When it comes to picking the country’s presidents, the richest and most populous state hasn’t much mattered. Because their primaries are held earlier and they are swing states in the general election, smaller and colder places—like New Hampshire, Iowa, and Ohio—have an outsized influence on who occupies the White House. But could 2020 be different? California has moved its presidential primary to an earlier spot on the calendar, and American politics is changing in ways that make California’s technology, celebrity, and money even more important. Could that help California candidates or even fuel a Republican challenger to Trump? And if California does have a central role in the 2020 presidential drama, how might the Golden State shape the agenda of the next president? Dean of the UCLA Luskin School of Public Affairs Gary Segura, vice president of the American Association of Political Consultants Rose Kapolczynski, and Latino Decisions co-founder and UCLA political scientist Matt Barreto visit Zócalo to discuss whether Californians will pick the next president, and what kind of president we might pick.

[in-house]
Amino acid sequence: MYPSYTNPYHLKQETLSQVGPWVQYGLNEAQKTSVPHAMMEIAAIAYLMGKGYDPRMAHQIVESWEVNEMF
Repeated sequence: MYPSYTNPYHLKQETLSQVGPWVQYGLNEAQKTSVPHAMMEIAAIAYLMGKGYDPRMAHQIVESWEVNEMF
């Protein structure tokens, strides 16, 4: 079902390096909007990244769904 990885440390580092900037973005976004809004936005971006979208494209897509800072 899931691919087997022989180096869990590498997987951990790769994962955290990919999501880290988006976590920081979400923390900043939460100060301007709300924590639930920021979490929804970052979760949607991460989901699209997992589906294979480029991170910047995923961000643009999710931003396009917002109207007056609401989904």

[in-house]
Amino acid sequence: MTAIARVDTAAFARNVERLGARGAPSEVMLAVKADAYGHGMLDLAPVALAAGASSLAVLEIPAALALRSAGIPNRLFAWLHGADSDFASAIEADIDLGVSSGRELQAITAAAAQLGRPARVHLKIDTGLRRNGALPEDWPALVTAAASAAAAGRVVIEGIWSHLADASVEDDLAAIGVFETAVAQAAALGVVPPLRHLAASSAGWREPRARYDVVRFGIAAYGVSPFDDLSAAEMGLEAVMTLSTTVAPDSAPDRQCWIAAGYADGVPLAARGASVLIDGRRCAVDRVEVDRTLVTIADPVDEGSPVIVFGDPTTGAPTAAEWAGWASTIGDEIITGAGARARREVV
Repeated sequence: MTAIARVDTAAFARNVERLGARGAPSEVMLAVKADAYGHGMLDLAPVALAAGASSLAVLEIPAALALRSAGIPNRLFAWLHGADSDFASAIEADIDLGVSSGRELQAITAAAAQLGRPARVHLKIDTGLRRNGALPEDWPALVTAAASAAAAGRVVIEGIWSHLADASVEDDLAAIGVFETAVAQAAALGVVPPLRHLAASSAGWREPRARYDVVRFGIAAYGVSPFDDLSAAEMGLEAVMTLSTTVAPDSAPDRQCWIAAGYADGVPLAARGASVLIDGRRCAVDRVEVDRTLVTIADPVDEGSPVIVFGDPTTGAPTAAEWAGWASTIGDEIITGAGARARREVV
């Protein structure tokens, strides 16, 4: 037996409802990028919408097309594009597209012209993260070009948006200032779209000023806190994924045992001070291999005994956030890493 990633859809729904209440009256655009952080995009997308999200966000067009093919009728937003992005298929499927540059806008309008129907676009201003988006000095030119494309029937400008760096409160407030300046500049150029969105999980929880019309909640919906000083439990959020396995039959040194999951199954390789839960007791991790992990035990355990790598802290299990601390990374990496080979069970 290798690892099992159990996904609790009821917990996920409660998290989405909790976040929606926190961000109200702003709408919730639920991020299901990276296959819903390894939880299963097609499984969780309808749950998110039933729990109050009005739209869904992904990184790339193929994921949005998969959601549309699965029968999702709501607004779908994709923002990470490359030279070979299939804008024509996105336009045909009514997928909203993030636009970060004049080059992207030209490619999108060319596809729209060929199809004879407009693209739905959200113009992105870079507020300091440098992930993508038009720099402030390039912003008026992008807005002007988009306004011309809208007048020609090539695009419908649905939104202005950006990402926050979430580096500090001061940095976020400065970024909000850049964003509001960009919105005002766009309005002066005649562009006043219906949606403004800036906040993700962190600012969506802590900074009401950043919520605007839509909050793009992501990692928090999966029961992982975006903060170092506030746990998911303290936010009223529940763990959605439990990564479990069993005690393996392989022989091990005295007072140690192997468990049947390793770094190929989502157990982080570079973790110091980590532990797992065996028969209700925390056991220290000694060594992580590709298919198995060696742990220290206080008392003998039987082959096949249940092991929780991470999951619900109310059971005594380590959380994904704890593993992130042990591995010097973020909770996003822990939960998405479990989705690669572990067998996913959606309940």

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Why California Will Matter More in the 2020 Election
With an Earlier Primary Date, the Golden State May Sway National Debates and Even the Presidential Contest
The California presidential primary traditionally has taken place in June, often well after the presidential candidates for all parties have been decided. But next year, California will join 12 other …